The project faced a host of challenges including scheduling, transport distance, material type, and abundant cultural resources. The total project work was a navigational dredging project included an expanded barge slip and infrastructure to accommodate expanded capacity at a mid-stream energy product facility. At the same time the fill project successfully restored 150 acres of the inter-tidal San Jacinto marsh to a historically accurate condition, helping visitors visualize the events that took place during the 1836 battle, and at the same time created an inter-tidal habitat that promotes native marsh grass growth and is tolerant of varying water elevations and salinity levels.
WEDA’s 2017 Environmental Excellence Award for Mitigation and Adaptation to Climate Change was presented to the Project Team for Strategically Placing Dredged Material Enhancing Horseshoe Bend Island, Horseshoe Bend Island Project in the Atchafalaya River, Louisiana, USA. Project team members are the U.S. Army Corps of Engineers, Engineer Research & Development Center, U.S. Army Corps of Engineers New Orleans District; Weeks Marine, Inc.; Great Lakes Dredge and Dock Company; and Mike Hooks, Inc. During the 1990s, placement of shoal material dredged from Horseshoe Bend occurred at eight wetland development sites located along the river's banklines adjacent to the channel. Capacity of these placement sites was nearly exhausted by 1999. Beginning in 2002, strategic placement of the sediment dredged from Horseshoe Bend occurred at the mid-river open water placement area. Between 0.5 to 1.8 million cubic yards of sediment were placed every 1 to 3 years. This influenced and contributed to the development of an approximately 35 hectare island mid-river. The initial goal was to improve the understanding of how and why the island was formed over a 12 year period. Climate change, navigation, environmental, and economic benefits were identified and quantified to determine the multiple benefits being realized for enhancing the coastal Louisiana landscape with a focus upon carbon sequestration in the created habitat and CO2 reductions in emissions.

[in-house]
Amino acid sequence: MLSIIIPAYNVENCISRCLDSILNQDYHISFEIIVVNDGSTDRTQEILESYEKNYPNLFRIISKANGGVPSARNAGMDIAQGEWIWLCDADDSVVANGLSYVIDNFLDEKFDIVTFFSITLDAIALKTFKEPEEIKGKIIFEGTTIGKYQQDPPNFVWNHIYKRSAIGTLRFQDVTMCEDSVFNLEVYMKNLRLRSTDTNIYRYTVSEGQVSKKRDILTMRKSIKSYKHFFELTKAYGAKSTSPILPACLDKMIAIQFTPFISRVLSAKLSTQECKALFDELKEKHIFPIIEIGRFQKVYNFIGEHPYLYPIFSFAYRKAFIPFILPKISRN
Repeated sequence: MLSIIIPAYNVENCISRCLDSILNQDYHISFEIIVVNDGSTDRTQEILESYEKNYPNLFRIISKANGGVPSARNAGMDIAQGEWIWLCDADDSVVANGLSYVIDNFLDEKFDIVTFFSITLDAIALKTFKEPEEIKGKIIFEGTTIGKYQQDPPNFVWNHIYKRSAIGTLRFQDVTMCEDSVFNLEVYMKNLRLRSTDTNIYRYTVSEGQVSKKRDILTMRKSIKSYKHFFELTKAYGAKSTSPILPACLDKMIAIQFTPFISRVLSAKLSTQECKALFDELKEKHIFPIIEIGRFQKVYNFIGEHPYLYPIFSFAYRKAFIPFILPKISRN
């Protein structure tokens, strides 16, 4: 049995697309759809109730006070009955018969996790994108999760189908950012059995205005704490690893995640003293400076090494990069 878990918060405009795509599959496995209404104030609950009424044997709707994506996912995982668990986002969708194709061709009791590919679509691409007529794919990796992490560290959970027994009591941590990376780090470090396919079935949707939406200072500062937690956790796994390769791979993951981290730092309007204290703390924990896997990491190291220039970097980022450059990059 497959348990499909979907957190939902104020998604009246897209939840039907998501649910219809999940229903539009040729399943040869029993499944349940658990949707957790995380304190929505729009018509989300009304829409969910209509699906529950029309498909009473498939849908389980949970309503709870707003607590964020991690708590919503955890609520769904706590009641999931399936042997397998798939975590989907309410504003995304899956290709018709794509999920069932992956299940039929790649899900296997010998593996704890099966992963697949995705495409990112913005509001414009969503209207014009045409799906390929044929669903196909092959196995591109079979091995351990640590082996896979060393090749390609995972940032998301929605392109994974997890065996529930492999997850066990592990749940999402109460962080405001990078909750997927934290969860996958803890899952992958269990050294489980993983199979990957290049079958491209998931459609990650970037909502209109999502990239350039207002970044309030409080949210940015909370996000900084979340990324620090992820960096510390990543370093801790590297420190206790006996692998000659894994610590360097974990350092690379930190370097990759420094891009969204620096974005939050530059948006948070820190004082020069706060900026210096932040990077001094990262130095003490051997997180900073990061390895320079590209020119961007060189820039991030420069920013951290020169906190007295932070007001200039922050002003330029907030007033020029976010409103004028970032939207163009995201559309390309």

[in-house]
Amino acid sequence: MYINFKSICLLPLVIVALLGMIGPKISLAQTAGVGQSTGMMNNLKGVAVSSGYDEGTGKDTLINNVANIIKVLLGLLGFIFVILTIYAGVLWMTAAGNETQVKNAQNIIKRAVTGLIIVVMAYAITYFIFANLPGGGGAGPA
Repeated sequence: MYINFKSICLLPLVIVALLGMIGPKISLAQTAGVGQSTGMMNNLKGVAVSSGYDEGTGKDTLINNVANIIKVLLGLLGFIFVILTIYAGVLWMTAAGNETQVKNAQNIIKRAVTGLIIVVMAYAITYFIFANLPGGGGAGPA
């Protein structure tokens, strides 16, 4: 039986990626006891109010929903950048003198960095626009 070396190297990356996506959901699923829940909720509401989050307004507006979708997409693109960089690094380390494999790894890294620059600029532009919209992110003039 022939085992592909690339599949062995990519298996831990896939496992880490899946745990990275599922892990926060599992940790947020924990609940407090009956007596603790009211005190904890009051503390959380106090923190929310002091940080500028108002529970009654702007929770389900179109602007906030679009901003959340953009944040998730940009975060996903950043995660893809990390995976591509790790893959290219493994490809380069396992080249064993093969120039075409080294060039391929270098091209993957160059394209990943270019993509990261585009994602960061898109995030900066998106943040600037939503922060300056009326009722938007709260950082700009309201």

As the USACE increases its use of Engineering with Nature (EWN) principles and practices nationwide, capturing the full array of benefits of reductions in carbon released to the atmosphere as well as the environmental, economic, and social benefits generated by these novel solutions becomes critical. The USACE Engineer Research and Development Center (ERDC) developed metrics to capture the benefits of strategically placing dredged material in a river system to allow nature to self-form an island downstream that is producing a wide array of benefits both for local communities and the broader ecosystem at large. These metrics can be used to justify the application of this island-building approach at other riverine sites nationwide.
For further information contact on any of these projects: Thomas P. Cappellino, WEDA Executive Director (firstname.lastname@example.org) or Craig Vogt (email@example.com)
Photos of the Awards Presentation are available upon request.